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GP Week : Issue 40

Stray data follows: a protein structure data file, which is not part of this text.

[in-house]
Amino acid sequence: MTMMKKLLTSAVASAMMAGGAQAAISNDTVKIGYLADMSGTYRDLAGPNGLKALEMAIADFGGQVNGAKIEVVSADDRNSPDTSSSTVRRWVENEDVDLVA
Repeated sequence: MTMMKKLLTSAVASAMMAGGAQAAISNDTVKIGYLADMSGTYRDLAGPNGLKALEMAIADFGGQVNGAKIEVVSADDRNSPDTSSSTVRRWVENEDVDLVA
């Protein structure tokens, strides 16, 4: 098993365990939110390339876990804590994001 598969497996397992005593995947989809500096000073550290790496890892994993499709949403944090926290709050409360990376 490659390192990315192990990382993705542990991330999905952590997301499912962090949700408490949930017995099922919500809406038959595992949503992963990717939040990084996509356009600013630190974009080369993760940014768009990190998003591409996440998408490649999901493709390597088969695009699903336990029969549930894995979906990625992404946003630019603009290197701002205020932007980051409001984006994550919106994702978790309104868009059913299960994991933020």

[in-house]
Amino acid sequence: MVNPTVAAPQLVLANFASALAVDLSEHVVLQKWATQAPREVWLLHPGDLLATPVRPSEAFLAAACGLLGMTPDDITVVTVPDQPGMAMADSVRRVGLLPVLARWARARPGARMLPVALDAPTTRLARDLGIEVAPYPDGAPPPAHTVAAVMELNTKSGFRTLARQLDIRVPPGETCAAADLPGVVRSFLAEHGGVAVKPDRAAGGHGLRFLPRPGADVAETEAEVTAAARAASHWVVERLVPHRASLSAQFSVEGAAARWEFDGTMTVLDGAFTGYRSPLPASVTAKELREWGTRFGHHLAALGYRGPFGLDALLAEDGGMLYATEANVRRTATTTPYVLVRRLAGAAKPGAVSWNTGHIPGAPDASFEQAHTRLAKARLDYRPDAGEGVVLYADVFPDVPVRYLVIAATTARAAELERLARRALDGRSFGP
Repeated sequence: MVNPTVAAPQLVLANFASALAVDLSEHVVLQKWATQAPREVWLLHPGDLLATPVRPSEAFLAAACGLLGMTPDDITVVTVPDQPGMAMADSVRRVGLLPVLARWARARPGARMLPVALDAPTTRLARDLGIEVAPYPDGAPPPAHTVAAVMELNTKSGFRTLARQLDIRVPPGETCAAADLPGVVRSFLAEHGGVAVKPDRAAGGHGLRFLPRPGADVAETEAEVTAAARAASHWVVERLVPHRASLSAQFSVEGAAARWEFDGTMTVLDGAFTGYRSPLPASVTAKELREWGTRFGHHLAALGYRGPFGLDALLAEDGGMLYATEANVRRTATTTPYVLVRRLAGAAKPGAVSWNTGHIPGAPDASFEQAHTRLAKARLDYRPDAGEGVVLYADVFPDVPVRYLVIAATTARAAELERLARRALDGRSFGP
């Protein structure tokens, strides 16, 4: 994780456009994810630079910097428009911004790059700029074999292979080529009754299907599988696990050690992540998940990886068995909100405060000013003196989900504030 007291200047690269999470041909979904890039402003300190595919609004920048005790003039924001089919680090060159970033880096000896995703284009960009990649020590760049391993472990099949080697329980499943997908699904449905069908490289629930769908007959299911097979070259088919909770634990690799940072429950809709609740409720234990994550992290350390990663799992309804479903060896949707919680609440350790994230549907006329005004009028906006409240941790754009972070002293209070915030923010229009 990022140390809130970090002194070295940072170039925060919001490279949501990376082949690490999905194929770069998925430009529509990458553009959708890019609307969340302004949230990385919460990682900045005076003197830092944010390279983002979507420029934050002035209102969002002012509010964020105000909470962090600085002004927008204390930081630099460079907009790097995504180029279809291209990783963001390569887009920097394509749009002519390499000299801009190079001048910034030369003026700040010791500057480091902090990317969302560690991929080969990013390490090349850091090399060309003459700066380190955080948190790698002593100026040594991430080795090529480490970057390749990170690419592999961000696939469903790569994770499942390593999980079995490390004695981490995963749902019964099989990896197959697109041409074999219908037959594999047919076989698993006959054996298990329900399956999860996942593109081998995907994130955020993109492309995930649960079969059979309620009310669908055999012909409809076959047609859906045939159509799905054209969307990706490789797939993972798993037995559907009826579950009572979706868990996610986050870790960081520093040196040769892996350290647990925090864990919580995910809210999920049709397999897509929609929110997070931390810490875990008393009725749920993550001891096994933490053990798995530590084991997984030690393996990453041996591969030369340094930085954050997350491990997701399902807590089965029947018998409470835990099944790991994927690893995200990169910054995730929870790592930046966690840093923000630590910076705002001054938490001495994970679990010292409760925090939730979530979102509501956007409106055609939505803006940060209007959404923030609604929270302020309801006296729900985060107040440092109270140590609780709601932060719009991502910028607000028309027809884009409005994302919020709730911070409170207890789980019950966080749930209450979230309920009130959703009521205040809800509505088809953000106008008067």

>>MOTOpreview TEAM LCR HONDA One of the most businesslike teams in racing, Lucio Cecchinello’s little squad survives once again, with new part-time Playboy sponsorship: the former 125 GP winner is innovative commercially, pioneering single-event team backing and patchwork fairing stickers. It fields the same rider as last year – the crash- prone but sometimes surprising Frenchman Randy de Puniet. In contrast to his surname, Randy is a tough little customer, with years of nearly-there experience in 250s, including five race wins. Gritty rides brought a single MotoGP rostrum with Kawasaki, but his switch to the LCR Honda last year was marked by a few fast laps and again too many crashes. Former GP winner Cecchinello, himself once nicknamed ‘Chuck-It-Away’, reaffirmed his faith in Randy before the start of this season: “I know a good rider,” he insisted. Randy himself stayed aboard at those Jerez tests, but was disappointingly 13th. He should be capable of better. Then again, he was fastest of the new pneumatic-valve-spring privateer Hondas, which (among other weaknesses) have a relatively low rev limit of 18,200 rpm. TEAM SCOT HONDA The Italy-based Team Scot is highly experienced and decorated in the 125 and 250 classes, but it starts its second year in MotoGP having lost the services of valued protégé Andrea Dovizioso to the factory. By way of compensation HRC supplied a bike, along with the very strong suggestion that the team’s 250 rider Yuki Takahashi should be on board. Not surprisingly, Honda remains as anxious as all its compatriots that Japan should one day produce a 500-class World Champion. PRAMAC DUCATI Pramac’s Ducatis also come with strings attached, and a change of factory policy sees Elias and Guintoli replaced by a pair of raw class rookies, ex-125 and 250 title contender Mika Kallio and sparky young Italian Niccolò Canepa. Kallio, a typically taciturn Finn, has taken to the big bikes like an iceberg to the Titanic. Impressively fast from the start, the 26-year-old placed sixth at Jerez tests, second-fastest on a Ducati. All done in his methodical way. A very interesting future prospect. Canepa’s progress to the top class has been not only rapid: he has also bypassed all the usual learning stages, such as a few years in the smaller classes. The national championship rider (20) came to prominence last year with highly impressive test performances for Ducati, plus a couple of promising Superbike runs. Very much in at the deep end, he was slowest of the regulars at Jerez tests. The Alice (pronounce the last syllable ‘chay’, please, not as in Wonderland) team has the potential to do more than just fill out the grid. Takahashi is the latest to be handed the gauntlet, and the only Japanese in the class. It’s not going to be easy. In the six years since his first 250 GP, Takahashi has won just twice; and has also shown a propensity to luckless bad injuries. At the last round of tests (14th), he was still a long way from coming to terms with his new machine; this will be very much a learning year. He could not ask for much better tutelage than he will get from the respected Italian team. GRUPO FRANCISCO HERNANDEZ DUCATI The new team and fifth Ducati has quite a story. The return of one- time glamour-boy challenger to Rossi Sete Gibernau after two years away is just the start. There’s sponsor Hernandez too, multi- millionaire slum-dog property developer, famous throughout Spain as ‘El Pocero’ (the Sewer-digger). Controversial property deals in the past are excelled by his current major project in Equatorial Guinea, hand in hand with the oil-rich West African country’s notorious dictator. By the time the new team got to the Jerez test, however, the EG logo had disappeared from the fairing. And Sete? A bad start, home early from first tests and missing the second with a troublesome old shoulder injury. And a lot to learn, with new-generation highly-electronic 800cc machines: he last raced on a 990. But Sete acquitted himself well at Jerez tests, placing eighth when the lap times mattered, and looking fast and neat. Old dog, new tricks? And at 36 he’s the oldest. But so far the spirit certainly seems willing, and he’s won nine GPs in the past. 51